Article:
NHS trusts should be getting more value for taxpayers' money from hospital consultants in return for a contract which gave them a 12% above-inflation pay rise, the Whitehall spending watchdog has warned.
The National Audit Office (NAO) said there was still "significant room for improvement" in how trusts managed their consultants despite progress over the past 10 years.
A new contract introduced by the last Labour government in 2003 had yielded benefits, the auditor said, such as ensuring the vast majority have job plans enabling managers to better organise their time.
There had also been no increase in private practice work and consultants' pay progression had been slowed.
However, the new contract was accompanied by new pay bands which were roughly a quarter higher than in the past and consultants' actual earnings had risen 12% in real terms between 2002/3 and 2003/4.
Consultant productivity had continued to fall, although the rate of decline was now less dramatic, and it was unclear how much more work they were doing for the NHS as a result of the contract.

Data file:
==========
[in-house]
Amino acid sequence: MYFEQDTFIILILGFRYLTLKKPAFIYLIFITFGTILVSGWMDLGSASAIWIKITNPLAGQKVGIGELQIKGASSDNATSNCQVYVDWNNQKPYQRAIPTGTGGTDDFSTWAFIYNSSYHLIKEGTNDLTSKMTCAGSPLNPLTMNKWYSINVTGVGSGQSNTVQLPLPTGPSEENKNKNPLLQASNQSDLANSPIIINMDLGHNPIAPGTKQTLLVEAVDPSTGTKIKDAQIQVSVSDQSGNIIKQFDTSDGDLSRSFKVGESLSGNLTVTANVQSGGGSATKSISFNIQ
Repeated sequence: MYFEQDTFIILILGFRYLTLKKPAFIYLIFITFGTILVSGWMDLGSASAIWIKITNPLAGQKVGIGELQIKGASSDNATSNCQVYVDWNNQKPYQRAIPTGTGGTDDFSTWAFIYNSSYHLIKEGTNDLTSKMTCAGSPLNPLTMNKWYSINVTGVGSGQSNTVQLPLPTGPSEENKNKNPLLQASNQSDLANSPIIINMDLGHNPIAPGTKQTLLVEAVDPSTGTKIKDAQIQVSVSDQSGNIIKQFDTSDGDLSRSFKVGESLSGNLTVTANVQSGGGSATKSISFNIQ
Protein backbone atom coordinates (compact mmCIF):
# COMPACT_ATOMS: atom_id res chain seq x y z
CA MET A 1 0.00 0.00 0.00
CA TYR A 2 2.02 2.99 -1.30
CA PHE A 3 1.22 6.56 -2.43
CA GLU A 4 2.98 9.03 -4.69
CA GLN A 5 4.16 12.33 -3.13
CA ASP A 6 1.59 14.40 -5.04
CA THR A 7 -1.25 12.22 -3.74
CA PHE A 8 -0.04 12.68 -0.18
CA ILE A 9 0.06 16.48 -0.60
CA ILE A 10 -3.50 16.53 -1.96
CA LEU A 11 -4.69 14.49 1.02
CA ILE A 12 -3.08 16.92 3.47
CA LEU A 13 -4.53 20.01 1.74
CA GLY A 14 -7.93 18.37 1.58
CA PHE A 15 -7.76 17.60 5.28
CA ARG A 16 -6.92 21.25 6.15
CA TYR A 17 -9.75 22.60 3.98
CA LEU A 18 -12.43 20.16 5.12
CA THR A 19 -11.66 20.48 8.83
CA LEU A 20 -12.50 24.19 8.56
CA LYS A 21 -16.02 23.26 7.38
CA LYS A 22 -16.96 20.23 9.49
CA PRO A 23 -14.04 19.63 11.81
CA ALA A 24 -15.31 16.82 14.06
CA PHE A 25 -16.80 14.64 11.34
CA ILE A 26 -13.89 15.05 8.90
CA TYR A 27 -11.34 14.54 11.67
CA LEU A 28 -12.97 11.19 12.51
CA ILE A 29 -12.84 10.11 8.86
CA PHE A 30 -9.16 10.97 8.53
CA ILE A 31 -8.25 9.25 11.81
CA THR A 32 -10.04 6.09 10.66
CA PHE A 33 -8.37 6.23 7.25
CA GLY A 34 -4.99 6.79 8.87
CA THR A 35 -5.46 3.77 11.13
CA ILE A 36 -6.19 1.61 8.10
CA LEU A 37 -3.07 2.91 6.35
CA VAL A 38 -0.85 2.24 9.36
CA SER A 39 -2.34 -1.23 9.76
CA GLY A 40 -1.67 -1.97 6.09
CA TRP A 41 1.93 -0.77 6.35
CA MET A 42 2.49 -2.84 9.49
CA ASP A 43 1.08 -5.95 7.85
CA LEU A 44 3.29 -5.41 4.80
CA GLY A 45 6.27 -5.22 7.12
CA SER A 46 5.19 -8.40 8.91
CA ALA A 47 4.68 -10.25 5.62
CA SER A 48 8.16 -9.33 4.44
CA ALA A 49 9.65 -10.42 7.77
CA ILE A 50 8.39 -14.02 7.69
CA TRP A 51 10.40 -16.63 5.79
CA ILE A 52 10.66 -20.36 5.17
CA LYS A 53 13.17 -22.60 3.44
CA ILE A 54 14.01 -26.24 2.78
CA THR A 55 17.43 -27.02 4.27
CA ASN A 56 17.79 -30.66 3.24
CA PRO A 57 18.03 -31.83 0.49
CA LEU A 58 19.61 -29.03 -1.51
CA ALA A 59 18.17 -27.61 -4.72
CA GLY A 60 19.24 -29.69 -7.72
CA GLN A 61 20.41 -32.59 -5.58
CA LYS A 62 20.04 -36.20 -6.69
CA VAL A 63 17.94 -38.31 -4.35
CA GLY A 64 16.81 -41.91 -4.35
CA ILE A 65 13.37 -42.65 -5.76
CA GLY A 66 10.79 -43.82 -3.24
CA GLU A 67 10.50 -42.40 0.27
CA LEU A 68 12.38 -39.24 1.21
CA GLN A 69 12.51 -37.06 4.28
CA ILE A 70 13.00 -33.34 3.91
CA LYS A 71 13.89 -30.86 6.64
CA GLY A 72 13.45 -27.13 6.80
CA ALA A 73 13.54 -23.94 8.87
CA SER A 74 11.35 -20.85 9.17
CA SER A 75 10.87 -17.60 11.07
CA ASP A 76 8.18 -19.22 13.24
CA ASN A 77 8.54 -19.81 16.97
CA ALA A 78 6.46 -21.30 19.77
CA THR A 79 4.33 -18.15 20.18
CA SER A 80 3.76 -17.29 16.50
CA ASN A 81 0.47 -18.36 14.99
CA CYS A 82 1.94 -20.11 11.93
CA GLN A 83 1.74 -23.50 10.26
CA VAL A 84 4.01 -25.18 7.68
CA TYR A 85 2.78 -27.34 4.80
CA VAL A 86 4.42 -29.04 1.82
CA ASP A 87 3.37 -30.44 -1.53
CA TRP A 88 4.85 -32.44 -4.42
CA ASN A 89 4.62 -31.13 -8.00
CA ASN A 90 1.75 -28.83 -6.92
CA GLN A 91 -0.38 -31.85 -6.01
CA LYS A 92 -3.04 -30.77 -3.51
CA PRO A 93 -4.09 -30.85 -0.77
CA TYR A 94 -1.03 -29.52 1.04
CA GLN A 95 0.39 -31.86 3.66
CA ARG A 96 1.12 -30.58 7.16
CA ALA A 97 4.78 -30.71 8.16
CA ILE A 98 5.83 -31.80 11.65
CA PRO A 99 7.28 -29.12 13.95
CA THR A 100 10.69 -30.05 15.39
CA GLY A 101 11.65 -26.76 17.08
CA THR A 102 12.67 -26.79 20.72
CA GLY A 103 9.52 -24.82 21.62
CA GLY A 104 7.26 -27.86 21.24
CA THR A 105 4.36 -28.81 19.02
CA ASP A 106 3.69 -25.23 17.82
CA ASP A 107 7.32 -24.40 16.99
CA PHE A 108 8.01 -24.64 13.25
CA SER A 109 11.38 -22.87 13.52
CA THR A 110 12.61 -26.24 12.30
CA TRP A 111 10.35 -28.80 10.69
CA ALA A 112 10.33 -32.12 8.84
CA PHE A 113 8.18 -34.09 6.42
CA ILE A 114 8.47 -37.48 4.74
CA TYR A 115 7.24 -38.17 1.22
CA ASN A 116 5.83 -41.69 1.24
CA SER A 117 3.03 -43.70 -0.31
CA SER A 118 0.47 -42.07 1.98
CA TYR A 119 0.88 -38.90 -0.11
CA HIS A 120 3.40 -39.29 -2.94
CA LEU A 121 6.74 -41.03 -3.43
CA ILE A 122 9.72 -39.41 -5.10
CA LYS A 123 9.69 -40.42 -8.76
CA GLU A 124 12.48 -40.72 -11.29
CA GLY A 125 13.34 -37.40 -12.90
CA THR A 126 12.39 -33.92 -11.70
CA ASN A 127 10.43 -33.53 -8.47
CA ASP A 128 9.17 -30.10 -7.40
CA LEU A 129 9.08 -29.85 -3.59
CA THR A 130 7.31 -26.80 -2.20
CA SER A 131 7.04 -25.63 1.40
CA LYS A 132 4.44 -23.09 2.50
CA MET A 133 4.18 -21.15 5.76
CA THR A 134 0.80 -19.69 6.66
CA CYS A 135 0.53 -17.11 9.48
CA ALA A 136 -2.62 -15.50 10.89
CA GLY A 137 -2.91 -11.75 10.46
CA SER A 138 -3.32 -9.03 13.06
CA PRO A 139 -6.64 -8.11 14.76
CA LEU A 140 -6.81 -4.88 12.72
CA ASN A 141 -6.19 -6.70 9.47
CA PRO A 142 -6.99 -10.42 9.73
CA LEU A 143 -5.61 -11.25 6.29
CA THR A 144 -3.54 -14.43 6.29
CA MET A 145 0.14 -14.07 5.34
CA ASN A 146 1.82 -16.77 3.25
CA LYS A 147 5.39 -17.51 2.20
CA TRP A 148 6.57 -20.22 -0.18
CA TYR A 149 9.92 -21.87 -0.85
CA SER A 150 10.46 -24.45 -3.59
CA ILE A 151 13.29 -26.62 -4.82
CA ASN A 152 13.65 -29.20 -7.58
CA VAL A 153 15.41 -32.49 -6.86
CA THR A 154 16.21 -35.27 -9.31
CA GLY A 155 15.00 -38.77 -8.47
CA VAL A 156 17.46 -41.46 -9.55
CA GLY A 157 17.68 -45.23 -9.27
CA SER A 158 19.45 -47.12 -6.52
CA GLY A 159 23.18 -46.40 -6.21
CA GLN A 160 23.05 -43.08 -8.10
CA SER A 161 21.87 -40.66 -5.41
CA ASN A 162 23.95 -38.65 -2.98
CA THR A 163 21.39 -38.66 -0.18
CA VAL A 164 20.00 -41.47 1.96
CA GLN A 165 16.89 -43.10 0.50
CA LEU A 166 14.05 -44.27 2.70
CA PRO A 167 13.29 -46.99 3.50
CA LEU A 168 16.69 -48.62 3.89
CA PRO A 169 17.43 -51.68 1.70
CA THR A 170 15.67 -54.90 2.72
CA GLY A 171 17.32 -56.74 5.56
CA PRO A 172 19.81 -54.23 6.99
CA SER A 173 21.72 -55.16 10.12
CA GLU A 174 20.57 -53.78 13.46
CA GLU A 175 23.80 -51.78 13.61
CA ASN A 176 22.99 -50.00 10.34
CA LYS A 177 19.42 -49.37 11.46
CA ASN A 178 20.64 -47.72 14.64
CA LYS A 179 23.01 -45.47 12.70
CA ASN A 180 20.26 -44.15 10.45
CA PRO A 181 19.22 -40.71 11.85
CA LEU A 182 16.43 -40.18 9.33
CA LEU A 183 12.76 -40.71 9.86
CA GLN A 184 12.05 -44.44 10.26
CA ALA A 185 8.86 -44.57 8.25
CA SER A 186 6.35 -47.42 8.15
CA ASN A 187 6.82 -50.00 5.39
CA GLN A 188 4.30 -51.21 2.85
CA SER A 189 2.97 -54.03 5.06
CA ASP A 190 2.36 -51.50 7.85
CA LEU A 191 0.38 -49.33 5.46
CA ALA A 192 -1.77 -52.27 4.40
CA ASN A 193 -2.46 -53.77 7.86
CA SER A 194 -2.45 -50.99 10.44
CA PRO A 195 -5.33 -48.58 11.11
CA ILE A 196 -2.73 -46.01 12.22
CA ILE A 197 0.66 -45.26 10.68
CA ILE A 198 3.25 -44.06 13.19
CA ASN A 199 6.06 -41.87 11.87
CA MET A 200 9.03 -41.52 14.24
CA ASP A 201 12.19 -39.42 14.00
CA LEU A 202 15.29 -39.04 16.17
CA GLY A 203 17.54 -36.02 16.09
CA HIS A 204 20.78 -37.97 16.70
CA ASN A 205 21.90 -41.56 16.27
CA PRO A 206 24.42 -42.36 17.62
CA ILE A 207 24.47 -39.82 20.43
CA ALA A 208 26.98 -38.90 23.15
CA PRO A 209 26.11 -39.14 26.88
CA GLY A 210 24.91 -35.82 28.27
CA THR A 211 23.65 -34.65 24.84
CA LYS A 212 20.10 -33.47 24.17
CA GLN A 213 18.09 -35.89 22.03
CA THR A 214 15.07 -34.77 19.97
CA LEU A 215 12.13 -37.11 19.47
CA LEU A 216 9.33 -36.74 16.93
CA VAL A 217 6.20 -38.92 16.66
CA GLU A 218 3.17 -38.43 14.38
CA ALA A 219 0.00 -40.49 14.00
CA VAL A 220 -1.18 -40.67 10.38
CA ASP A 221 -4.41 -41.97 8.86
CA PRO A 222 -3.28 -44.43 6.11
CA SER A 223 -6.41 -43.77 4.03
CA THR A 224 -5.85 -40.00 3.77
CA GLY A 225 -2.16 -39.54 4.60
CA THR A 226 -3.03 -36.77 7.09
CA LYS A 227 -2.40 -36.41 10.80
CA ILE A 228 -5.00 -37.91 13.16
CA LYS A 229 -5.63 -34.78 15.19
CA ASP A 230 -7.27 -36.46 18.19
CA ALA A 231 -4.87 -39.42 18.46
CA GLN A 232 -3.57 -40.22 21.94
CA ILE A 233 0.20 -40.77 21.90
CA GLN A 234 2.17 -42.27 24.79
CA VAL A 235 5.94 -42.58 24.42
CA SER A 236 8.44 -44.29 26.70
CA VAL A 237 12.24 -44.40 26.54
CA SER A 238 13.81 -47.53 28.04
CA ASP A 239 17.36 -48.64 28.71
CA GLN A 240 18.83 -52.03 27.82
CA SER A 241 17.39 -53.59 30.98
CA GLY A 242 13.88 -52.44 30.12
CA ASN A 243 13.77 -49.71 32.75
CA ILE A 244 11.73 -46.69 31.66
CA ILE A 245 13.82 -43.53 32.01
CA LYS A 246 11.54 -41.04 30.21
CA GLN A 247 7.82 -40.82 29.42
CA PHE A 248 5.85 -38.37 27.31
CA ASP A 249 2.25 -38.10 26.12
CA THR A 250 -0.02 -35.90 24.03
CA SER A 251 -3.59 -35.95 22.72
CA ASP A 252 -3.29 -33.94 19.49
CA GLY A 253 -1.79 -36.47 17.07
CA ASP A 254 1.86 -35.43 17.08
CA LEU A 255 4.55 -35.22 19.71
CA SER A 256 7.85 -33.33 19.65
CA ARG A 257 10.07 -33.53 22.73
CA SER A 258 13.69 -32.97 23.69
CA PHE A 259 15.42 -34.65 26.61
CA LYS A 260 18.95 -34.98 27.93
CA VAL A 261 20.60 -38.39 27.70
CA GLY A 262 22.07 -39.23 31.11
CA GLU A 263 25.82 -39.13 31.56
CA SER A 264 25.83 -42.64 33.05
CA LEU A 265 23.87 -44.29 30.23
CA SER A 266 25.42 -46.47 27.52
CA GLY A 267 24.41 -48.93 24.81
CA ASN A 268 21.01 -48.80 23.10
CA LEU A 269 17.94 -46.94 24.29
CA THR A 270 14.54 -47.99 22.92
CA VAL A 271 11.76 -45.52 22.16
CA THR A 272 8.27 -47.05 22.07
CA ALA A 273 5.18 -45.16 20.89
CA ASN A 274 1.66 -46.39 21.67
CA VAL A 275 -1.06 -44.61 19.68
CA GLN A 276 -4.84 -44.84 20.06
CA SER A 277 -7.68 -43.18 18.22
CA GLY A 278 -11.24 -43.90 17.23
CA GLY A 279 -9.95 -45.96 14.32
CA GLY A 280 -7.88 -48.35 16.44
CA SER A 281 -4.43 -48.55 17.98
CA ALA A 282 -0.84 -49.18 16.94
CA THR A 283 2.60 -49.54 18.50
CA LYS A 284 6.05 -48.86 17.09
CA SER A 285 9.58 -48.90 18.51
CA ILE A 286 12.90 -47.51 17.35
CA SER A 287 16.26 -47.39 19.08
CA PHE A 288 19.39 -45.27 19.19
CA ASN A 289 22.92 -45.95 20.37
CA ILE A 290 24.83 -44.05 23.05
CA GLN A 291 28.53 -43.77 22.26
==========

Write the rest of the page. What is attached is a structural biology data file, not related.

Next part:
The NAO also said that most trusts were still using locally agreed rates of pay for additional work, ranging from £48 to £200 an hour despite provisions in the new contract for set rates.
Pay progression was still the norm, rather than being linked to performance, it added.
Amyas Morse, head of the National Audit Office, said: "NHS consultants play a key role in the NHS. Given the size of the pay increase given to consultants under the 2003 contract, it is reasonable to expect trusts to have made more progress in improving how consultants are managed and realising the expected benefits of the contract.
"Trusts need to get consultants strongly involved in achieving the trusts' objectives as well as their own clinical goals."